08.05.1944 No. 339th Bomb Squadron 96th Bomb Group B17G 42-102482 QJ-A 2nd Lt. Eye
Operation: Berlin Germany
Date: 8th May 1944 (Monday)
Unit: No. 339th Bomb Squadron 96th Bomb Group
Type: B17G Flying Fortress
Location: Fümmelse near Wolfenbüttel Germany
Pilot: 2nd Lt. Harold Floyd Eye 0-748387 USAAF Age 27. Killed
Co-Pilot: 2nd Lt. Leland Otis Baker 0-758285 USAAF Killed
Nav: 2nd Lt. Joseph McElroy O-685669 USAAF PoW Stalag Luft 3
Bmr: 2nd Lt. Carl Francis Thinnes O-744429 USAAF PoW Stalag 7A
Radio/Gnr: T/Sgt. Charles Norman Chase 17128496 USAAF POW Stalag Luft 4
TT/Eng: T/Sgt. William Atley Pierson 13080522 USAAF PoW Stalag Luf 4
BT/Gnr: S/Sgt. William Norwood Latta Jr. 12132488 USAAF Age 28. Killed
RW/Gnr: S/Sgt. Jack Earl McIlraith 16021646 USAAF PoW Dulag Luft
LW/Gnr: S/Sgt. W C Parnell 39685053 USAAF PoW Stalag Luft 4
T/Gnr: S/Sgt. Leroy Amory Chamberlain 13136164 USAAF POW Stalag Luft 3
REASON FOR LOSS:
Shot down by German fighters:
"The mission this day for the 96th Bomb Group, 339th Bomb Squadron was Berlin. The 96th BG left in the early morning from its base, AAF 138, Snetterton Heath. This was the run-up to D-Day and the Allies wanted to keep the German’s guessing on their intentions of a cross channel landing and its location.
This crew previously flew five missions together to Brunswick, Calais and (3) to Berlin, pursuant to ICQ’s in the file.
On this day May 8, 1944, the formation was attacked by between 30 and 50 enemy aircraft. The initial wave hit at 09:55 and five ships were lost, and then at 10:05 a second wave struck and an additional 5 ships were lost. Some chutes were scene and some aircraft went down under control while others descended out of control.
Rear L-R: S/Sgt. Jack McIlraith, S/Sgt. Leroy Chamberlain, T/Sgt. Charles Chase, S/Sgt. William Latta Jr., S/Sgt. W .C. Parnell, T/Sgt. William Pierson. Front: 2nd Lt. Harold Eye, 2nd Lt. Carl Thinnes, 2nd Lt. Joseph McElroy, 2nd Lt. Leland Otis Baker.
The German information in this file indicates they believed the subject plane was damaged due to flak, “shot down at 10:30 hours.” At some point, the pilot Harold Floyd Eye was wounded and apparently could not continue to fly the aircraft, Co-Pilot Leland Otis Baker took the controls and decided to crash land the craft.
He may have made this decision to provide timely medical attention for the wounded crew members. A bail out order was never issued, however, W.C. Parnell, Assistant Armorer and Left Waist Gunner did bail out and Carl Francis Thinnes, Jr. the Bombardier, who was seriously wounded was “thrown out” by the Engineer William Atley Pierson.
Parnell may have bailed out to provide assistance to Pierson once he landed. In any case, there was obviously little time and the plane was flying at a very low altitude. Other crew members noted that the plane was “too low” to bail out.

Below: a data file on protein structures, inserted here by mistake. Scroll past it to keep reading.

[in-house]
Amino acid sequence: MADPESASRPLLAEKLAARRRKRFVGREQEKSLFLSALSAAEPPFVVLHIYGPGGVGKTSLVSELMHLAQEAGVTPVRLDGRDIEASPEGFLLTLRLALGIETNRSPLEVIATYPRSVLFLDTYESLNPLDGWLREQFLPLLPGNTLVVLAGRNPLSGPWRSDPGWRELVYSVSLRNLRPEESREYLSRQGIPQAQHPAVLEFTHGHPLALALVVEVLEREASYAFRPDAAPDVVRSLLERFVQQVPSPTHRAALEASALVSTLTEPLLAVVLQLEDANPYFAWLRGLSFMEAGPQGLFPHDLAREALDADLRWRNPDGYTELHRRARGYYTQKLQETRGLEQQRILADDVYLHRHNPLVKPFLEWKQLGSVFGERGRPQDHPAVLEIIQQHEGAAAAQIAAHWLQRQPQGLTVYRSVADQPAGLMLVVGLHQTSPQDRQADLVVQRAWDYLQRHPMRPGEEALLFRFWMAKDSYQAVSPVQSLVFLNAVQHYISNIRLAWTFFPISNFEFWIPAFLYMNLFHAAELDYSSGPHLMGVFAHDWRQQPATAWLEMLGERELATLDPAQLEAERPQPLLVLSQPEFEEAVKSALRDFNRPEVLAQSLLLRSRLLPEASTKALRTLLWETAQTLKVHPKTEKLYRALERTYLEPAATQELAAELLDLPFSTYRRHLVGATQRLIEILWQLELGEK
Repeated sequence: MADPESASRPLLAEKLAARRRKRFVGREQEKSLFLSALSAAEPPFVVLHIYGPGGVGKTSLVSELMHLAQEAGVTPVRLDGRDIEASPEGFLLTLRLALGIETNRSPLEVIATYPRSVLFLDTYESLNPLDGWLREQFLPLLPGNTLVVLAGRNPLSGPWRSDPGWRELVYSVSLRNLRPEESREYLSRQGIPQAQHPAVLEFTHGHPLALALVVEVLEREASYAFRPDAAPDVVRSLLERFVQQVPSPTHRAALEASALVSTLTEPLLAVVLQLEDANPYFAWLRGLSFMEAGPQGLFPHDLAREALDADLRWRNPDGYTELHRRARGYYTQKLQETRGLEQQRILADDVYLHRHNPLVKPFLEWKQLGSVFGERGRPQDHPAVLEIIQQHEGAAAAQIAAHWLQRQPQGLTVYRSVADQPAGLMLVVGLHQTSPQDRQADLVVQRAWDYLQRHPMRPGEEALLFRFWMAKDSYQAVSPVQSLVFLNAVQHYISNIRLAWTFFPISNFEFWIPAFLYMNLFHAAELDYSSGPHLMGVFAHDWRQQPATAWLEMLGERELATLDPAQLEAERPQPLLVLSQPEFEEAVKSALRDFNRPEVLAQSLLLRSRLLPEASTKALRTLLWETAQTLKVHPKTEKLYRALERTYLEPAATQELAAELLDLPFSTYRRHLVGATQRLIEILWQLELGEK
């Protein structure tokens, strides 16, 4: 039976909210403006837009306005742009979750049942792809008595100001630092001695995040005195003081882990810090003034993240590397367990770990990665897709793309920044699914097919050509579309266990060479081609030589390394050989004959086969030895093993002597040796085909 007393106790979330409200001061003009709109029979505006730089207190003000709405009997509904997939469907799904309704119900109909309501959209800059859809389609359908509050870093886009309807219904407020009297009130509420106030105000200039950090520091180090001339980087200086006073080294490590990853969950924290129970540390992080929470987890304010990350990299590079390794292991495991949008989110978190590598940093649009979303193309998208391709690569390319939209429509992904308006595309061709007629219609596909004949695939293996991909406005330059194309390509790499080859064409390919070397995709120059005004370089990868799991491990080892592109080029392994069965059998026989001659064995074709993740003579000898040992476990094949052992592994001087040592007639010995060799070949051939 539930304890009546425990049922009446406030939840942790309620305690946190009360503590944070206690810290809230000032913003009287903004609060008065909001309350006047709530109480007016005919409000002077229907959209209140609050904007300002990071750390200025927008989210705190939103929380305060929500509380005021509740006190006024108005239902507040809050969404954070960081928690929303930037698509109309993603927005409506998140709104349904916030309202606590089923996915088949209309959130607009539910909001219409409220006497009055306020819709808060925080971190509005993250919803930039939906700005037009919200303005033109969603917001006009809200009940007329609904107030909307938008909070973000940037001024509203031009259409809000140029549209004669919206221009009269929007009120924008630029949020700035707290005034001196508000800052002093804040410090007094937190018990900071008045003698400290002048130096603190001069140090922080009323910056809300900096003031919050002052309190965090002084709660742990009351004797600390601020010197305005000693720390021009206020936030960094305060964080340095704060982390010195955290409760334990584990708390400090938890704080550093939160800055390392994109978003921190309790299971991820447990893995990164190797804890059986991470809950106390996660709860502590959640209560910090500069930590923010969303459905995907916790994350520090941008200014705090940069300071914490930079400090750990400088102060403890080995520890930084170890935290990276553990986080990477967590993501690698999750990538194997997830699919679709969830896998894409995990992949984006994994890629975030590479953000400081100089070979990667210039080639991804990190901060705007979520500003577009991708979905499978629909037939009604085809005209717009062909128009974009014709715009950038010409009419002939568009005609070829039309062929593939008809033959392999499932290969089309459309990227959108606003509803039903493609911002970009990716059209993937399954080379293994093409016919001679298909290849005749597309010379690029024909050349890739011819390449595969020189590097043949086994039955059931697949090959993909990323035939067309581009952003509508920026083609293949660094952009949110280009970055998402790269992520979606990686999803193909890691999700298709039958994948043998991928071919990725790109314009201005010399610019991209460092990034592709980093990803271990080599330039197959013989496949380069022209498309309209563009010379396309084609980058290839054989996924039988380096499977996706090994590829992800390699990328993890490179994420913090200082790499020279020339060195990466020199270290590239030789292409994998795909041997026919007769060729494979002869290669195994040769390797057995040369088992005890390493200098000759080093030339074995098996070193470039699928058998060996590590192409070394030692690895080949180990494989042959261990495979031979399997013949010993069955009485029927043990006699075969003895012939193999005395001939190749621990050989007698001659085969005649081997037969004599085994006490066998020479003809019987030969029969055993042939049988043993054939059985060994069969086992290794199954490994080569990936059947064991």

At the time of the crash landing, the nose of the plane was devastated and the Pilot and Co-Pilot probably died from their wounds. S/Sgt William Norwood Latta Jr. was in the waist according to one ICQ and was badly injured in the very hard landing.
He was admitted to an Air Force Hospital in Brunswick but died from his wounds. One ICQ noted that the crew was in the same room that he was in when he died. Note that most agree that the German Air Force treated USAF members with the best treatment during the war. Goring believed in a strange type of chivalry among airmen.
Pierson was ultimately “captured” and had gunshot wounds to his right thigh, a head wound and a knee fracture to his left leg. Charles Norman Chase also had face wounds. Obviously, we are missing a lot of information about what happened after this ship was hit by enemy fire.
It is obvious that the crash landing was extremely hard and the ship was 85% to 95% damaged, according to German correspondence. The Germans noted that the fuselage had both a star and the letters Q7 or QJ markings on it. It actually would have had a QJ on both sides indicating the 339th Bombardment Squadron.
A briefcase that belonged to the Navigator was also salvaged, indicating that little time was available prior to the crash landing.
2nd Lt. Harold Floyd Eye. Netherlands American Cemetery, Margraten, Holland. Plot D, Row 12, Grave 6. No further details - are you able to assist?
2nd Lt. Leland Otis Baker. Forest Lawn Memorial Park. Glendale, California, USA. No further details - are you able to assist?
S/Sgt. William Norwood Latta Jr. Ardennes American Cemetery and Memorial, Belgium. Plot: Plot B, Row 42, Grave 6. No further details - are you able to assist?
Left: Uncle Bill’s Story. Written by William G. Ford. Published 2012. ISBN: 9781620303214 - 131 Pages describing the story of a Tail Gunner (S/Sgt. William Norwood Latta Jr.) on a B-17 during the war. Covers his various stages of his training. Listed also are the missions he flew on, with reports and photographs.
Researcher Michel Beckers for Aircrew Remembered - November 2016. With thanks to Des Philippet, John Clare, James Mclaudy and Ed Tiebax for grave and crew photographs. Ed has also adopted the grave of S/Sgt. Latta at Ardennes Cemetery Belgium. He lives in the same village as our researcher, Michel. Other photographs courtesy of the Michel Beckers collection.